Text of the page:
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The easy cell

Geotechnics - Work to double capacity on the West Coast Main Line in the UK is featuring some innovative soil stabilisation techniques.

Innovation and the rail industry do not always go hand in hand. However, the $692M Trent Valley Four Tracking Project (TV4), which will add an additional two tracks to the West Coast Main Line in the UK, is different.

It will feature the first cellular confinement system to be approved by Network Rail for its UK rail infrastructure projects.

PRS's cellular confinement system, Neoweb, is to be installed in the coming months in the Lichfield area of the project.

And it is no easy starter for 10. Due to a range of ground conditions presented by the existing railway formation and sections of track on new embankments and capping layers, the works posed potential engineering problems.

Neoweb has been used effectively in previous rail projects with Network Rail in the UK and other rail companies around the world to stabilise soils on adjacent slopes and embankments. The product was subsequently identified as an effective solution for TV4.

'Neoweb offered unique benefits, including its ability to reduce the effects of differential settlements across varying support conditions identified at the site, ' says PRS GB national manager Kiran Mistry.

The geocell product, first developed in the US in the late 1970s, uses a threedimensional honeycomb-like structure that confines soil in its cells. This allows the soil to function and perform as nature intended, while providing the stability required in a variety of applications. Typical applications include load support, slope stability and earth retention, especially in poor ground conditions.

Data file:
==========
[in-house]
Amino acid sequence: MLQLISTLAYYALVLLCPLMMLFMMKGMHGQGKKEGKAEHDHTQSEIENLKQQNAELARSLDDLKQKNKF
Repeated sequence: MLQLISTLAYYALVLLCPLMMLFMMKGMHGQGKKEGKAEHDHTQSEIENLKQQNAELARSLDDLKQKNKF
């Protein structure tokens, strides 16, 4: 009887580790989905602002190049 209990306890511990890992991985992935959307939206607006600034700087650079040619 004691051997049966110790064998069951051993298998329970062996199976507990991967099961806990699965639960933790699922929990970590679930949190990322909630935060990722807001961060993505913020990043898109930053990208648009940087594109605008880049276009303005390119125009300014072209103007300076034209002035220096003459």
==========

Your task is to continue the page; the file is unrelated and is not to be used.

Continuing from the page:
Neoweb will be used to ensure a consistent support beneath new switches and crossings near transitions from the existing railway formation to the new earthworks and capping layers.

Mistry says: 'Installing Neoweb allows for reduced structure sizes to be used under railway tracks that have the potential for carrying heavier freight and passenger loads at higher speeds.

'Additional long-term benefits include reduced ballast maintenance works, saving Network Rail time and money.' The system will also be used in siwitch and crossings build up areas to provide a stable footing for heavy plant.

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